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Head In Flames

chiasmus, 2009

Head in Flames is a collage novel exploring two intersecting narratives about the nature of art: Vincent van Gogh’s suicide in Auvers in 1890 & filmmaker Theo’s murder in Amsterdam in 2004 at the hands of Mohammed Bouyeri.

Head in Flames composed of chips of sensation, observation, memory, & quotation shaped into a series of narraticules told by three alternating voices, each inhabiting a different font & aesthetic/political/existential space.

The first belongs to Vincent van Gogh on the day he shot himself in Auvers-sur-Oise in July 1890. The second to Theo van Gogh (Vincent’s brother’s great grandson) on the day he was assassinated in Amsterdam in November 2004. The third to Mohammed Bouyeri, Theo’s murderer, outraged by the filmmaker’s collaboration with controversial politician Ayaan Hirsi Ali on a 10-minute experimental short critiquing Muslim subjugation & abuse of women.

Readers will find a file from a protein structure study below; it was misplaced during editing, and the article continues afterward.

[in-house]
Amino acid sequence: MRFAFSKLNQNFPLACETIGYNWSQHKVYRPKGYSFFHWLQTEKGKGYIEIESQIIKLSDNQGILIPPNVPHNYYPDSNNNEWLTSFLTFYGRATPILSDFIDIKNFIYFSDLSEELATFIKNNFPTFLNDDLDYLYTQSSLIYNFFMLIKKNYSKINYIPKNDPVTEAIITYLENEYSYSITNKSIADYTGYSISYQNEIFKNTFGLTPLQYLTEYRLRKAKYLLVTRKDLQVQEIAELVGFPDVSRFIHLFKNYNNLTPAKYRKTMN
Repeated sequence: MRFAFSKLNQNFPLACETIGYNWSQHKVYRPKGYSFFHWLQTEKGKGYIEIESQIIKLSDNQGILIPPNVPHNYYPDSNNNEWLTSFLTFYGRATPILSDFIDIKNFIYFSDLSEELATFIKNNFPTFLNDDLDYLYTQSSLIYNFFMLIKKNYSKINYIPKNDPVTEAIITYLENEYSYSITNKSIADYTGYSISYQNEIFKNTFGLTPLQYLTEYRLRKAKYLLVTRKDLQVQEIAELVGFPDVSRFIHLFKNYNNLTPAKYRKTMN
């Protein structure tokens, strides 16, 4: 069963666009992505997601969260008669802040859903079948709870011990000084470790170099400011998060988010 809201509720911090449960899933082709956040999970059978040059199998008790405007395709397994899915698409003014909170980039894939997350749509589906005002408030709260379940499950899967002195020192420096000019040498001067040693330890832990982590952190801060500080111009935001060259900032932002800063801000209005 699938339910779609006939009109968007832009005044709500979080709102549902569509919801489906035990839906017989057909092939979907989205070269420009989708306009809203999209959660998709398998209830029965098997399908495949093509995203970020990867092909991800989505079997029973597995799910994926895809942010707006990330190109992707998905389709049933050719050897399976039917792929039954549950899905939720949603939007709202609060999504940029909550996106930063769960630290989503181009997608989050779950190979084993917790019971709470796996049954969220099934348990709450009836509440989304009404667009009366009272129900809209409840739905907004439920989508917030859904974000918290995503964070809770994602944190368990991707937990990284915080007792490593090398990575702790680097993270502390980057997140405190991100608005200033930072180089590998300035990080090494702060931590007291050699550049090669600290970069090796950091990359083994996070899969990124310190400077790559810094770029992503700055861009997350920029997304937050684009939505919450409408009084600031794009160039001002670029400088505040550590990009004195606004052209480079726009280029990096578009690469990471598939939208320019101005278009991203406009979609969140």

The aggregate: an exploration of art’s purpose, religion’s increasingly dominant role as engine of politics & passion, the complexities of foreignness & assimilation, & the limits of tolerance.

Head in Flames has set a new standard for the social consciousness of postmodern narrative.”

Rain Taxi

“Lance Olsen has written an important book. Important because it manages to succeed where most innovative literature fails: it plays while being deadly serious. The structure is a tour de force of formal innovation calling to mind Pinget’s That Voice, Rulfo’s Pedro Páramo, and Cortázar’s Hopscotch.”

Review of Contemporary Fiction

“Recalling the radically condensed novels of David Markson, the fragmented storytelling of Alain Robbe-Grillet, and the high-velocity jump cuts of an action movie—or maybe an MTV music video—Head in Flames is the rare novel that satisfies equally as an exploration of personality, character, novelistic form, and narrative potential.”

The Quarterly Conversation

“Striking, shocking….In the world of contemporary fiction, Lance Olsen is a rock star.”

Brooklyn Rail

“The great power of the book . . . comes from its unflinching confrontation with painful salients in the conflict of civilizations commonly called the clash of Islam and the West.”


“A fine collage novel.”

Experimental Fiction / Poetry
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